Broadband providers await Eircom’s MRD


24 Oct 2005

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The end may be in sight for a long-running dispute over local loop unbundling (LLU) between incumbent Eircom and the Commission for Communications Regulation (ComReg) when Eircom delivers its much-anticipated market requirements document (MRD) on Monday to the regulator plus LLU access seekers BT, Smart Telecom and Magnet.

LLU refers to the process by which the last mile of Eircom’s copper network into homes and businesses is opened up for use by competitors. It is seen in many countries as a vital means of increasing the spread of DSL broadband. Effectively it governs licensed operators placing their equipment on Eircom exchanges.

Industry insiders say that if the MRD is progressive, in the sense that both Eircom and the industry find common ground that they can work on, Irish homes and businesses could soon enjoy broadband speeds of up to 24Mbps as consumed in some European countries today because innovation and investment would flourish.

Eircom’s decision to issue the MRD to ComReg and the various LLU access seekers stems from its defeat of ComReg in a High Court action in August. The High Court held ComReg could not use an enforcement order to compel Eircom to implement the decision in January around LLU that Eircom was in the process of appealing to an appeal panel.

In a form of settlement following the case, Eircom told ComReg that it will issue an MRD on 24 October.

At a recent strategy briefing, ComReg commissioner John Doherty told siliconrepublic.com he hoped Eircom’s request for the market would be reasonable. “When it issues the MRD we will decide if Eircom is correct in its request. LLU is a key regulatory priority for ComReg. We need to get a seamless LLU system in place that could speed up LLU. We would hope that the industry’s needs in terms of automation and wholesale numbering will be met and it will be fit for the purpose of furthering the progress of LLU in Ireland.”

Industry insiders say the MRD will be historical and pivotal in progressing LLU and maturing Ireland’s telecoms industry in terms of competition and infrastructure. It is understood that licensed operators are concerned primarily with three core issues: number portability; the migration of customers from wholesale line rental and bitstream broadband to LLU; and the bulk migration of bitstream users to LLU.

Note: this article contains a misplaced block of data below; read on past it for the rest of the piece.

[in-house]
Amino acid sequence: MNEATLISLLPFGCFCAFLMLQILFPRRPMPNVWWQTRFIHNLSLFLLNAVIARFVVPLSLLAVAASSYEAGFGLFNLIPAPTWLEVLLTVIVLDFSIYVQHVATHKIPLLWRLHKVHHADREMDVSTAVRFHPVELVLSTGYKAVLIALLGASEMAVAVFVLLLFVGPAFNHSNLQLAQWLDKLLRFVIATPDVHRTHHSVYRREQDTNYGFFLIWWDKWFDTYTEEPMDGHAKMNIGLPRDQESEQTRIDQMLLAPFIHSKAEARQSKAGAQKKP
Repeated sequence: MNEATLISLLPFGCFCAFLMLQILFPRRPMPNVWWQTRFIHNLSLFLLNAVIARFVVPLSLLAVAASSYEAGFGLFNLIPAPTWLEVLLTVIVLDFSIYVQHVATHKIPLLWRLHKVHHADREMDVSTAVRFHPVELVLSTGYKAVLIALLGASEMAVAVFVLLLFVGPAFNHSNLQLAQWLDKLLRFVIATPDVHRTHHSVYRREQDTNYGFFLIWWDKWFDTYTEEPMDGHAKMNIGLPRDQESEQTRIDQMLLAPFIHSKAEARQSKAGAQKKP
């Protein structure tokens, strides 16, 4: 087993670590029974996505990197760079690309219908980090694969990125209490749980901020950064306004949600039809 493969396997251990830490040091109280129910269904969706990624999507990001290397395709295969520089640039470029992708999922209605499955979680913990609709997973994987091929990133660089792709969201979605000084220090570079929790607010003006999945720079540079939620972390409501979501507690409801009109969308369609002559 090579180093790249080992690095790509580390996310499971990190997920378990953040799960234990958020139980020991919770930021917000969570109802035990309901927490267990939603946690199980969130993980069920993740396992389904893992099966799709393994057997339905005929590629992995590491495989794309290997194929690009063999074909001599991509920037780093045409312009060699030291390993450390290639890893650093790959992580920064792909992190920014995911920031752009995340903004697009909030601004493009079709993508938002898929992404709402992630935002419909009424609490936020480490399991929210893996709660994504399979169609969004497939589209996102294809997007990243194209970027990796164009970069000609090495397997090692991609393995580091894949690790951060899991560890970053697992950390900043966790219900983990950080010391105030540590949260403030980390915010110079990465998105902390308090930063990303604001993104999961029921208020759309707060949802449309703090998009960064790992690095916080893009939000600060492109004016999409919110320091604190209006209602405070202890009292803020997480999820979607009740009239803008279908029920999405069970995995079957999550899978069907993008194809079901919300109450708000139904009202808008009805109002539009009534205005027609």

The importance of a progressive stance by Eircom was outlined by one industry insider: “At present most broadband products in Ireland are the same and pivot around Eircom’s 2Mbps bitstream product. There are a lot of ‘me too’ services. Progress on LLU whereby operators can access exchanges would result in more innovation, lower costs and better customer service arguably because operators will own their own electronics.

“In France, some providers are offering 24Mbps services. In the UK, LLU operator Bulldog is providing 8Mbps services. This has spurred incumbent BT into trialling 8Mbps services, so you get an indication of what’s possible when there’s real competition in the market,” the insider explained. “There’s an incentive for BT to do it because LLU operators are doing it. Competition offers the incentive to drive speeds higher. That’s what Ireland needs because there’s no cable or LLU competition.”

Tom Hickey, chairman of Alternative Licensed Telecom Operators, said the MRD is vital for Ireland to catch up with the rest of the world in terms of telecoms. He highlighted a report by ECTA, a European association of alternative telecom service providers, that showed Ireland has come in second-last place in a European league table that tracks broadband adoption. Ireland is at the bottom of the table in 14th position out of 15 EU countries measured for this survey.

“This paints a sorry picture of where we are at in terms of LLU. The impact of lack of progress on LLU is that there are less providers out there investing, which means less choice for consumers and businesses,” Hickey explained.

“Operators in Ireland should be free to migrate customers in a way that doesn’t disrupt customer service and do it in a planned way. We would expect that Eircom will be reasonable and that there won’t be any difficulties.

“In the UK BT has realised that there are benefits and this brought about a new regulatory deal with Ofcom. It wouldn’t have made that decision lightly, it considered the benefits and saw the withdrawal of the burden of regulation in certain markets. The same benefits are there for Eircom. While we can’t copy the exact same model as the UK, the same principles apply,” Hickey said.

By John Kennedy